The Fashion Bridges – I Ponti della Moda, project, which aims to lay the foundations of a sustainable, inclusive, strategic and long-term co-operation. Supplied image.
The Fashion Bridges – I Ponti della Moda, project, which aims to lay the foundations of a sustainable, inclusive, strategic and long-term co-operation. Supplied image.

Using fashion to foster relations between South Africa and Italy

By Karishma Dipa Time of article published Jul 25, 2021

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Johannesburg - Italians and South Africans might speak different languages and are separated by thousands of kilometres but there are many similarities between the two proud nations.

From their love for food, family, football as well as rich histories and cultures, the countries are acclaimed for their appreciation for the small things in life.

Fashion is also a language both the South Africans and Italians are fluent in, and now an initiative is hoping to use this to improve relations between the two countries.

The Fashion Bridges – I Ponti della Moda, project, which aims to lay the foundations of a sustainable, inclusive, strategic and long-term co-operation between the Italian and South African fashion industries, plans to do exactly that.

It will also see talented local designers gain vital experience from their Italian counterparts, which will culminate in the opportunity to showcase their designs in one of the fashion capitals of the world.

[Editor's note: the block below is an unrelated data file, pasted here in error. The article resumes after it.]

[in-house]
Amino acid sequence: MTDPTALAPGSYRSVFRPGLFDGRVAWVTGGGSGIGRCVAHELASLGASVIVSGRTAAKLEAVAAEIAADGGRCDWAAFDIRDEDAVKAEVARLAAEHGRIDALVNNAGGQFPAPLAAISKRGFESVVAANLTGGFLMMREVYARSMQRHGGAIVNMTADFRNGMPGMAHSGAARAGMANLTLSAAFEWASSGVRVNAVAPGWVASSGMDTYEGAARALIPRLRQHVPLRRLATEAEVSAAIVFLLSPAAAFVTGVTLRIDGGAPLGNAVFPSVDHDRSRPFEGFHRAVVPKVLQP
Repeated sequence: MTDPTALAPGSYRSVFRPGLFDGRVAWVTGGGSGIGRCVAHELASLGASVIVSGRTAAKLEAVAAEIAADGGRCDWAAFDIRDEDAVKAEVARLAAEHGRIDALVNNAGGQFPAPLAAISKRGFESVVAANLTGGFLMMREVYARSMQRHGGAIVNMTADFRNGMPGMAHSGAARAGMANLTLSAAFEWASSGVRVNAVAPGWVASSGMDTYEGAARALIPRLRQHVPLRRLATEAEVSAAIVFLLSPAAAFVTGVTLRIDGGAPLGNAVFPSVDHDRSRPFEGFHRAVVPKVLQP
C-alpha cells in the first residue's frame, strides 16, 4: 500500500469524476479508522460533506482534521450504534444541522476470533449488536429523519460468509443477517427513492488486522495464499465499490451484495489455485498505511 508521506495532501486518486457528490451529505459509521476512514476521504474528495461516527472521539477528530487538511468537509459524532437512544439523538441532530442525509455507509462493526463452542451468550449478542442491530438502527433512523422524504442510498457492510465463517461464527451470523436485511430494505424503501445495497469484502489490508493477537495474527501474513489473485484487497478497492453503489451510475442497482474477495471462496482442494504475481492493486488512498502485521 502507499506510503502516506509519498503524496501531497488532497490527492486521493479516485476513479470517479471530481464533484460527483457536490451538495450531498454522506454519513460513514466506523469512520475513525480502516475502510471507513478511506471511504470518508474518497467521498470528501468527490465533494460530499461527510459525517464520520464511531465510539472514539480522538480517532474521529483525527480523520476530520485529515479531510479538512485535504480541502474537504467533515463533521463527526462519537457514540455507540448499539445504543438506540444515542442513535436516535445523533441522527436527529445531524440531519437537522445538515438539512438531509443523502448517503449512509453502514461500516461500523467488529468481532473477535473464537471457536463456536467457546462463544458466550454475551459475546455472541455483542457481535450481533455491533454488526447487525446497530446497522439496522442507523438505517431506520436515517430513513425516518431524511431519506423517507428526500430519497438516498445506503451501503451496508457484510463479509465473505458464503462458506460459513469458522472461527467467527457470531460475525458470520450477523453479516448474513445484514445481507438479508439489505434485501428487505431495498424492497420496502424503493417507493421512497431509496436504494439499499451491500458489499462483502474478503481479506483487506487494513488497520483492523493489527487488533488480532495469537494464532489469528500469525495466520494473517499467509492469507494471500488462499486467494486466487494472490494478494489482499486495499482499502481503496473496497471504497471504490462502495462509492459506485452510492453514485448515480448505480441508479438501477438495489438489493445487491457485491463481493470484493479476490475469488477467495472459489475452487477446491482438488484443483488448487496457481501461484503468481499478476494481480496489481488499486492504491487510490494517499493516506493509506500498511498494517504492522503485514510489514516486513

These designers will also be exposed to and work with some of the finest materials and will gain valuable insight into how to establish and grow their fashion houses.

Fashion Bridges – I Ponti della Moda, is the work of The Embassy of Italy in Pretoria, in partnership with Camera Nazionale della Moda Italiana (National Chamber of Italian Fashion), Polimoda, a prestigious Italian fashion school, non-profit organisation Centro di Firenze per la Moda Italiana and Lineapelle, the most important international fair dedicated to leather, who will also provide materials to be used by the designers for their creations.

The organisations involved in the The Fashion Bridges – I Ponti della Moda, project. Supplied image.

It is also being supported by South African Fashion Week (SAFW), the Italian Trade Agency (ICE), as well as the Nelson Mandela Forum.

“This is an amazing opportunity and platform to promote Italian fashion and young designers alongside young South African talent, creating in this manner a reciprocated cultural and design exchange,” SAFW director Lucilla Booyzen explained.

Much work has gone into Fashion Bridges – I Ponti della Moda, and in order for it to reach its full potential, the project will focus on three focus areas.

The first is Cradle of Fashion which according to Booyzen, seeks to favour talent-recruitment by establishing an academic co-operation between some of the most prominent and more internationally renowned fashion schools and entities in both Italy and in South Africa.